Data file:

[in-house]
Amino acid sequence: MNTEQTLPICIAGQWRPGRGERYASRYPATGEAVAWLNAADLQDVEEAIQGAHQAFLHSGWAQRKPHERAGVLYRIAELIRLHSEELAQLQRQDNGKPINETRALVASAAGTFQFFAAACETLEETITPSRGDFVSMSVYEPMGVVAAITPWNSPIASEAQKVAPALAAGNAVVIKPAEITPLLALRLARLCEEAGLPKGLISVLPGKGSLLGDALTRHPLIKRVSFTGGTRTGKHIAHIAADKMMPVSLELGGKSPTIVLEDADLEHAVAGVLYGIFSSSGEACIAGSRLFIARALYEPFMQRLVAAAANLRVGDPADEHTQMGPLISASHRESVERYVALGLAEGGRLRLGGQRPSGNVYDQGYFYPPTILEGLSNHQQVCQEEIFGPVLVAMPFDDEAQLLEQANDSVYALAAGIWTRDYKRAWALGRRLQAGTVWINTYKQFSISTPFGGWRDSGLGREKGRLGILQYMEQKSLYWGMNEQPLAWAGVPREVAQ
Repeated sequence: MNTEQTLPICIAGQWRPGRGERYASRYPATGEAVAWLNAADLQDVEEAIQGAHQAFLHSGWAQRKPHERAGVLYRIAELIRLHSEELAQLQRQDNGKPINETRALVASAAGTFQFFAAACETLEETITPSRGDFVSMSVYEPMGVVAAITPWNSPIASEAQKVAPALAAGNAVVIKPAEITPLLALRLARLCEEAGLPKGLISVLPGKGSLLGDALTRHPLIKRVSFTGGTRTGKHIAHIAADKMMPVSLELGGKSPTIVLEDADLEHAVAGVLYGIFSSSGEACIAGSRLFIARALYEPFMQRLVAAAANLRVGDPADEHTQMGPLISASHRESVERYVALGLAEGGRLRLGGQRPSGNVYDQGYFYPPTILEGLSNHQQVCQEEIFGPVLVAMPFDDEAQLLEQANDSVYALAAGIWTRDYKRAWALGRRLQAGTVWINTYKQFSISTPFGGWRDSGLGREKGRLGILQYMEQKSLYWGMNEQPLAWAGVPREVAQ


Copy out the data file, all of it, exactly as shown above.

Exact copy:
[in-house]
Amino acid sequence: MNTEQTLPICIAGQWRPGRGERYASRYPATGEAVAWLNAADLQDVEEAIQGAHQAFLHSGWAQRKPHERAGVLYRIAELIRLHSEELAQLQRQDNGKPINETRALVASAAGTFQFFAAACETLEETITPSRGDFVSMSVYEPMGVVAAITPWNSPIASEAQKVAPALAAGNAVVIKPAEITPLLALRLARLCEEAGLPKGLISVLPGKGSLLGDALTRHPLIKRVSFTGGTRTGKHIAHIAADKMMPVSLELGGKSPTIVLEDADLEHAVAGVLYGIFSSSGEACIAGSRLFIARALYEPFMQRLVAAAANLRVGDPADEHTQMGPLISASHRESVERYVALGLAEGGRLRLGGQRPSGNVYDQGYFYPPTILEGLSNHQQVCQEEIFGPVLVAMPFDDEAQLLEQANDSVYALAAGIWTRDYKRAWALGRRLQAGTVWINTYKQFSISTPFGGWRDSGLGREKGRLGILQYMEQKSLYWGMNEQPLAWAGVPREVAQ
Repeated sequence: MNTEQTLPICIAGQWRPGRGERYASRYPATGEAVAWLNAADLQDVEEAIQGAHQAFLHSGWAQRKPHERAGVLYRIAELIRLHSEELAQLQRQDNGKPINETRALVASAAGTFQFFAAACETLEETITPSRGDFVSMSVYEPMGVVAAITPWNSPIASEAQKVAPALAAGNAVVIKPAEITPLLALRLARLCEEAGLPKGLISVLPGKGSLLGDALTRHPLIKRVSFTGGTRTGKHIAHIAADKMMPVSLELGGKSPTIVLEDADLEHAVAGVLYGIFSSSGEACIAGSRLFIARALYEPFMQRLVAAAANLRVGDPADEHTQMGPLISASHRESVERYVALGLAEGGRLRLGGQRPSGNVYDQGYFYPPTILEGLSNHQQVCQEEIFGPVLVAMPFDDEAQLLEQANDSVYALAAGIWTRDYKRAWALGRRLQAGTVWINTYKQFSISTPFGGWRDSGLGREKGRLGILQYMEQKSLYWGMNEQPLAWAGVPREVAQ